Cheers to Good Health!

The other day a person I really like said, “I’m not going to swim this year cause my cellulite is really bad.” And she was serious! And she was 65 years old! I want to put aside the apprehension over the age and beauty equation and focus on this issue from a wider perspective. Sure, I find it important to be healthy, to feel good, and that certain things to appease my visual standards. As such, I’ve never taken the ‘forget about it,’ route in these matters. However, in this case I think that there’s a limit transgression. My problem revolves around how other people’s thoughts can affect me in a life that’s too short anyway.

Isn’t the problem that we’re avoiding social situations because we feel we’re ‘not good enough’? Ok, but what is the social situation in this particular story? How bad could it be considering it’s not exactly the catwalk at Paris Fashion Week? Maybe some women will say ‘look at that woman’s cellulite,’ (except that they’ll most probably be the victims of such commentary themselves) or maybe no one will care because they’ll be too worried about their own appearance.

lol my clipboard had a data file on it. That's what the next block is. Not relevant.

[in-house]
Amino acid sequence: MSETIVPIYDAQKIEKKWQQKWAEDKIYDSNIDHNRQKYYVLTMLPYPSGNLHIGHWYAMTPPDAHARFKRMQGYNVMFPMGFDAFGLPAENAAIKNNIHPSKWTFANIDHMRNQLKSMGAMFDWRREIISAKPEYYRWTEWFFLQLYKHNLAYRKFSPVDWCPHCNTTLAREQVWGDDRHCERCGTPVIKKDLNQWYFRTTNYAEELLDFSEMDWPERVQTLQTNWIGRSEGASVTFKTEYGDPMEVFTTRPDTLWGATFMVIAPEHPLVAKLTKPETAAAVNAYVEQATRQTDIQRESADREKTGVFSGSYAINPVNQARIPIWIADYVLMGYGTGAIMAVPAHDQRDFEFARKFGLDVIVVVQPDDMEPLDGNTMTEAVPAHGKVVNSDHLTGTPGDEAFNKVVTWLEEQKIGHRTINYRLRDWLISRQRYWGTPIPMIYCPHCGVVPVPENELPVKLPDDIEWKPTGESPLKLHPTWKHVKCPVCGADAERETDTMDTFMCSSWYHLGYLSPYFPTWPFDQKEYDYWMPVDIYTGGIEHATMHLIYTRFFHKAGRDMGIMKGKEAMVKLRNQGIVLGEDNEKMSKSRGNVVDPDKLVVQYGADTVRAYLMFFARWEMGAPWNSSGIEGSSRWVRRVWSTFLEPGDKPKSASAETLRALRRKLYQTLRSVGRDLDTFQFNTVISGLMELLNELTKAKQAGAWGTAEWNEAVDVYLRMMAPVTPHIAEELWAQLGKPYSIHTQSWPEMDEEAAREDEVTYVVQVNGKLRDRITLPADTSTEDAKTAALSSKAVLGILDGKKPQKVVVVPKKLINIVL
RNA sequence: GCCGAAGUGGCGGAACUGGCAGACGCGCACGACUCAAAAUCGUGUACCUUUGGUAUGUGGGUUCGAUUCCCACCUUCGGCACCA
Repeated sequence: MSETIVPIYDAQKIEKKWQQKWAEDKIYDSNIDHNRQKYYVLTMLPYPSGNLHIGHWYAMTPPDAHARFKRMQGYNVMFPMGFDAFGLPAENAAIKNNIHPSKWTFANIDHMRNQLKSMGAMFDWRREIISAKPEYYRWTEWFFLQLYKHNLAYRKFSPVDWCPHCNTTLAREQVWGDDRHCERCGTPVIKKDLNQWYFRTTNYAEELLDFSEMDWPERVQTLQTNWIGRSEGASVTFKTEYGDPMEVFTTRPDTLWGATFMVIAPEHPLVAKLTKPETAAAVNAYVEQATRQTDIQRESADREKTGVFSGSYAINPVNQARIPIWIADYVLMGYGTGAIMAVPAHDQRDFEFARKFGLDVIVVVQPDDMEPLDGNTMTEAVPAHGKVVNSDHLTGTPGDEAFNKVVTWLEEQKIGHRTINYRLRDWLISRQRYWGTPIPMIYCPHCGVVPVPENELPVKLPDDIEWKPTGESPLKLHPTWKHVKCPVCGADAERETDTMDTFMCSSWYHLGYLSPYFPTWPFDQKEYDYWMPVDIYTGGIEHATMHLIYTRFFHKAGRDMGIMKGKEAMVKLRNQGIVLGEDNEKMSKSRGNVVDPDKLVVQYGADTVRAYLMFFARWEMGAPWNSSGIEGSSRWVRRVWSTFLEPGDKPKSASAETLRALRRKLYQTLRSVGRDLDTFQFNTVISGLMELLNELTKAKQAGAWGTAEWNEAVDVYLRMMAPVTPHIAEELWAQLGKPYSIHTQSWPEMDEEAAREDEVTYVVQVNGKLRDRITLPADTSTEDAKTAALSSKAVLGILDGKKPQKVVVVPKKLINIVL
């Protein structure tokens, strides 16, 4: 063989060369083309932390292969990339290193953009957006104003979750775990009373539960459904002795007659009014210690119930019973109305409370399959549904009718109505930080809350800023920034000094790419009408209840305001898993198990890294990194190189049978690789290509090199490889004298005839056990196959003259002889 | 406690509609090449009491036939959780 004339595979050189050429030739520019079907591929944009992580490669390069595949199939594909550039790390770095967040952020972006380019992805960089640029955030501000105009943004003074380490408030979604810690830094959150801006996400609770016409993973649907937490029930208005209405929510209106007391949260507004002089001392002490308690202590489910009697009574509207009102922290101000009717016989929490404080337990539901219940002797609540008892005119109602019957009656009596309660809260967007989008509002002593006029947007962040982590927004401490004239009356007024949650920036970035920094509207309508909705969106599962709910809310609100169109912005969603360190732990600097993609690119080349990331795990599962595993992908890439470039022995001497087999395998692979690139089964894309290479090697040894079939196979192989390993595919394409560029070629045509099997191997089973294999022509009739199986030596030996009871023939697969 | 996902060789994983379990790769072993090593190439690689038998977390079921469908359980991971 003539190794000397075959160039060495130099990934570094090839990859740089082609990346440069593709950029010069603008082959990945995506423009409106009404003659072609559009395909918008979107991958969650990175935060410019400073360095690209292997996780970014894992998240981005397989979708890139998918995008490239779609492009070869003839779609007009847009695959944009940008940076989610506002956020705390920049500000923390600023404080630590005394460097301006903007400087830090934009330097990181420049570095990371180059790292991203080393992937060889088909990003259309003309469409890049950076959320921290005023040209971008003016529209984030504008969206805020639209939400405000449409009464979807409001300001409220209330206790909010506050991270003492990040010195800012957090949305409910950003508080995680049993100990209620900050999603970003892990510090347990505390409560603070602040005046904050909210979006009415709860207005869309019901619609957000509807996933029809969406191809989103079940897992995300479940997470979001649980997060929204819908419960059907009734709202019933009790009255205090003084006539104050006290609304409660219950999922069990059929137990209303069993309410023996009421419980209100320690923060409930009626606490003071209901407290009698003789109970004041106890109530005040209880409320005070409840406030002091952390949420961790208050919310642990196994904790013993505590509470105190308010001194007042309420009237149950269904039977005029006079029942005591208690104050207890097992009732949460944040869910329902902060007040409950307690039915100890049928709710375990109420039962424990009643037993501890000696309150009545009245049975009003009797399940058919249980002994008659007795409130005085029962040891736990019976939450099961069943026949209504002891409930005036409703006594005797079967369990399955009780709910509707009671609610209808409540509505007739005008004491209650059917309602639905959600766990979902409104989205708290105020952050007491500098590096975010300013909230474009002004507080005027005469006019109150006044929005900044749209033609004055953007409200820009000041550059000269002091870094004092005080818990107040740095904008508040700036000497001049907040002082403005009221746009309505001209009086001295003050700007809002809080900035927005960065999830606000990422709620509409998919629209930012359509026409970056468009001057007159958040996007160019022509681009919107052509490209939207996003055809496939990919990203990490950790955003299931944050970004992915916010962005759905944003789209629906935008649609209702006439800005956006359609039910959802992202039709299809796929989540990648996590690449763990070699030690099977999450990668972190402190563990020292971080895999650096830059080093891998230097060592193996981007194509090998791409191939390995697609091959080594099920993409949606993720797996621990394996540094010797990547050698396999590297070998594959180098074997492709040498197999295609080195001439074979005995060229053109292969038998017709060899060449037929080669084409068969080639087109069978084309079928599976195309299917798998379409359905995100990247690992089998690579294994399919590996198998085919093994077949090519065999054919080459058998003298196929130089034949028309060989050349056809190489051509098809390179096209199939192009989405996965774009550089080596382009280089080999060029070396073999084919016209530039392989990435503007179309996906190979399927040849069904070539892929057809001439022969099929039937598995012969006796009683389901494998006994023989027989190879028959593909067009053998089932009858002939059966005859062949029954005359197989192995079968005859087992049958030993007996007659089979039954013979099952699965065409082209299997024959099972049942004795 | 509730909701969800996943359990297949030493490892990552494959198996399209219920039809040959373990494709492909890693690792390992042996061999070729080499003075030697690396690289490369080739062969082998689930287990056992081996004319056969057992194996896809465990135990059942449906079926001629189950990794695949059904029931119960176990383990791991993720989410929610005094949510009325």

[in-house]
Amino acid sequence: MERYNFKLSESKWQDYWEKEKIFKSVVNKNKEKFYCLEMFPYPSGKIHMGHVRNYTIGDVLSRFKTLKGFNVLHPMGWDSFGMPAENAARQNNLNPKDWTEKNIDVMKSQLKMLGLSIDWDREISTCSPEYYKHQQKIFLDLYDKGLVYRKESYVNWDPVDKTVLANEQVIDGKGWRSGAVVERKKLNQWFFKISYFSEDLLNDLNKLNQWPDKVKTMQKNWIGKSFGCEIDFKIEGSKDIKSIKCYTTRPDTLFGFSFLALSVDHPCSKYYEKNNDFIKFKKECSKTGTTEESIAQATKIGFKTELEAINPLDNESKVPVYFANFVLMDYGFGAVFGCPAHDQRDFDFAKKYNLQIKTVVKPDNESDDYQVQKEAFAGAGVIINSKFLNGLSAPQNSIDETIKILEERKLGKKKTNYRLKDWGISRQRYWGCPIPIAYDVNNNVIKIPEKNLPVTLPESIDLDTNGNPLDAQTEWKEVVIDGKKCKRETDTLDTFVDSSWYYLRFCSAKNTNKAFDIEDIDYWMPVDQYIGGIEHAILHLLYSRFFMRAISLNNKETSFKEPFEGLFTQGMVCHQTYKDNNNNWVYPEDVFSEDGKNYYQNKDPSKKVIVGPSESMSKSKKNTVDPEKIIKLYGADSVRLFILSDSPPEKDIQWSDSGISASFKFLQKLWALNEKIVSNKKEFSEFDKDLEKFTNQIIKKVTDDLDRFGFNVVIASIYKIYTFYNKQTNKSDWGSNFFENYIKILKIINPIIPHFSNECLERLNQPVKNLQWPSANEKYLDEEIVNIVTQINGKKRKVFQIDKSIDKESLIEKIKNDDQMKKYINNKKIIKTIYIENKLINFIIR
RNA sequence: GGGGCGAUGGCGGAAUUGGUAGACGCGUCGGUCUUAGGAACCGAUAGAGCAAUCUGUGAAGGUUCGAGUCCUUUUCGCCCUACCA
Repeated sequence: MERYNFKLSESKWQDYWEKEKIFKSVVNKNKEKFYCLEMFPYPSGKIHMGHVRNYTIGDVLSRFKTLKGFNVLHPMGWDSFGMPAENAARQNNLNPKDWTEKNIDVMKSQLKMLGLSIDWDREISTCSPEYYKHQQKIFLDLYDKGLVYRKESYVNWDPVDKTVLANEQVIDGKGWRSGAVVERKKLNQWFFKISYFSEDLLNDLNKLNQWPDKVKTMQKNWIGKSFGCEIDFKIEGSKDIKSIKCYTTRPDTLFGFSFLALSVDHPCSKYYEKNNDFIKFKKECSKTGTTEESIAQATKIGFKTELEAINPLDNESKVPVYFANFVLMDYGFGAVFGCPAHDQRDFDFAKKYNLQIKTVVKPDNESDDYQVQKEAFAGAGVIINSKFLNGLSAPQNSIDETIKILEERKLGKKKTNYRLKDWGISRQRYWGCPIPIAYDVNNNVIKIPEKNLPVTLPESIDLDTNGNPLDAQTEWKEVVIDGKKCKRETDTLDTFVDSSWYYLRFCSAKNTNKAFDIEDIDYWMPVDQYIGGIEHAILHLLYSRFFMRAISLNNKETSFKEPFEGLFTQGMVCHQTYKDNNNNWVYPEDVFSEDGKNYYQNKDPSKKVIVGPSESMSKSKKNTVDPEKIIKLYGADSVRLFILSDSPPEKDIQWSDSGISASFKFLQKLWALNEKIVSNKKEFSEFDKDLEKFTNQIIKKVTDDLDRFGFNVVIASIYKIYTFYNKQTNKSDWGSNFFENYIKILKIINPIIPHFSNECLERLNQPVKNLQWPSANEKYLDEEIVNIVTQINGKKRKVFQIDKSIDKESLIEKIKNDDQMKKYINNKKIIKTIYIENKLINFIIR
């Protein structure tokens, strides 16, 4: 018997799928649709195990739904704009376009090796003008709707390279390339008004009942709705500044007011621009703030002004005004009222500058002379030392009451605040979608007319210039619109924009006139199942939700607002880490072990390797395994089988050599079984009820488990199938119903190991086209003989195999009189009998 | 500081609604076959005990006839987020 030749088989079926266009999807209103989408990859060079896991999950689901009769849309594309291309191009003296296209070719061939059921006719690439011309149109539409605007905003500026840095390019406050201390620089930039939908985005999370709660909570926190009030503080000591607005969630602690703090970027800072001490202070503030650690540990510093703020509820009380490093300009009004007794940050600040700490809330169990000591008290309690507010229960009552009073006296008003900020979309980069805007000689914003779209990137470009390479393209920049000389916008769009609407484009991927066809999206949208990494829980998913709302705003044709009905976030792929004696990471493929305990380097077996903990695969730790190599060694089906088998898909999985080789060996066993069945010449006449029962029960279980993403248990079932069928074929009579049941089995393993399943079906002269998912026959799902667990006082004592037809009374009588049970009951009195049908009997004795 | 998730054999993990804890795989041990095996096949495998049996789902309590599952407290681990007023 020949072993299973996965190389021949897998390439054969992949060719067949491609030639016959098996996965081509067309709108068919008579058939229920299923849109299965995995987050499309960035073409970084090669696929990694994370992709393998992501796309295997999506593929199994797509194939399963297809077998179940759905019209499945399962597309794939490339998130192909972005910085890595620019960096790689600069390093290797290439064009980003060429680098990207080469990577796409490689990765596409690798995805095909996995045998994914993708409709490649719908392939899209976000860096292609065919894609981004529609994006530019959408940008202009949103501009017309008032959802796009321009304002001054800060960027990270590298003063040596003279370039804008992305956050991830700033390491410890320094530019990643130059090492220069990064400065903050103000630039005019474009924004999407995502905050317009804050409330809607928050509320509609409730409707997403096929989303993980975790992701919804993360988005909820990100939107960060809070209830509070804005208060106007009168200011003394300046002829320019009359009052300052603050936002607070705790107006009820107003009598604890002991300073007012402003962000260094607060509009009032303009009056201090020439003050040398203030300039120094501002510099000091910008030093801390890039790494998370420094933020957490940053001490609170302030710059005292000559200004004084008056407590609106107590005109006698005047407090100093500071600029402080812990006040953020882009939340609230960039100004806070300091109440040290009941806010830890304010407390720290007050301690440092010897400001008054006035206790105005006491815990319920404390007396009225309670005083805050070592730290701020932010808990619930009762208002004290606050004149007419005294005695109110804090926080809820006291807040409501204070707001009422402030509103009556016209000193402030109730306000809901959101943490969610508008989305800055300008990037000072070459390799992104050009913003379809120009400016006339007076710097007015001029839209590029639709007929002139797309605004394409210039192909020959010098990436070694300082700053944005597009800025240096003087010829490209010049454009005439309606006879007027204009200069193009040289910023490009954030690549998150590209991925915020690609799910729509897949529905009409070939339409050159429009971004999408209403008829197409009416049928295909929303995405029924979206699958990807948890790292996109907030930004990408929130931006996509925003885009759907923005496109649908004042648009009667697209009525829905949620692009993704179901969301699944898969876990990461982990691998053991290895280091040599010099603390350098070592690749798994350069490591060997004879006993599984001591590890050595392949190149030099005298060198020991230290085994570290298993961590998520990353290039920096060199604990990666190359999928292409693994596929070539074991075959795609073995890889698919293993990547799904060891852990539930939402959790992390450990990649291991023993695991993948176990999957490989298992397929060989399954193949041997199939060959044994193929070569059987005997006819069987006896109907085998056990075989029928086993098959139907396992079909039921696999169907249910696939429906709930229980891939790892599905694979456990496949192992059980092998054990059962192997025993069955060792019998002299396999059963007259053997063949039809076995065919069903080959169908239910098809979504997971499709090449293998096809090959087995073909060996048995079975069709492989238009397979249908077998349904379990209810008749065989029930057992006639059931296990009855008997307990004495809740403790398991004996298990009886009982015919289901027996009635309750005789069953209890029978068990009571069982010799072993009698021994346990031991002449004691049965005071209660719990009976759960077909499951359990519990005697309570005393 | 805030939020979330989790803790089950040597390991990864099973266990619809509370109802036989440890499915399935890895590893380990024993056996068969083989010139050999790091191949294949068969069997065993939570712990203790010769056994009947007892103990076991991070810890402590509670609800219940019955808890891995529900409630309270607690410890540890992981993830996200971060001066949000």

As long as the police don’t throw out people because swimming with cellulite is not allowed, I really don’t think there’s a problem. The problem is in our minds, in the way we identify with our own bodies. Let’s remember anew that how we look is not ‘us’. We are the sum of our minds, hearts, souls, and yes, our bodies, but not the single parts. There’s no doubt that we can improve our lives by exercising and balanced eating etc. However, it’s beneficial that we make these decisions for ourselves and our health. If your only motivation is to bewitch everyone on the beach, then the first summer you lose that figure will also see the loss of your happiness. Better to do it all for yourself. Run, sweat, eat well, but also know how to spend your day at the beach with a beer in hand (and with your cellulite) and enjoy life!

If people are going to admire you, let them admire your capacity for mastering the art of living!

Have a good summer.



Translated by Feride Yalav-Heckeroth

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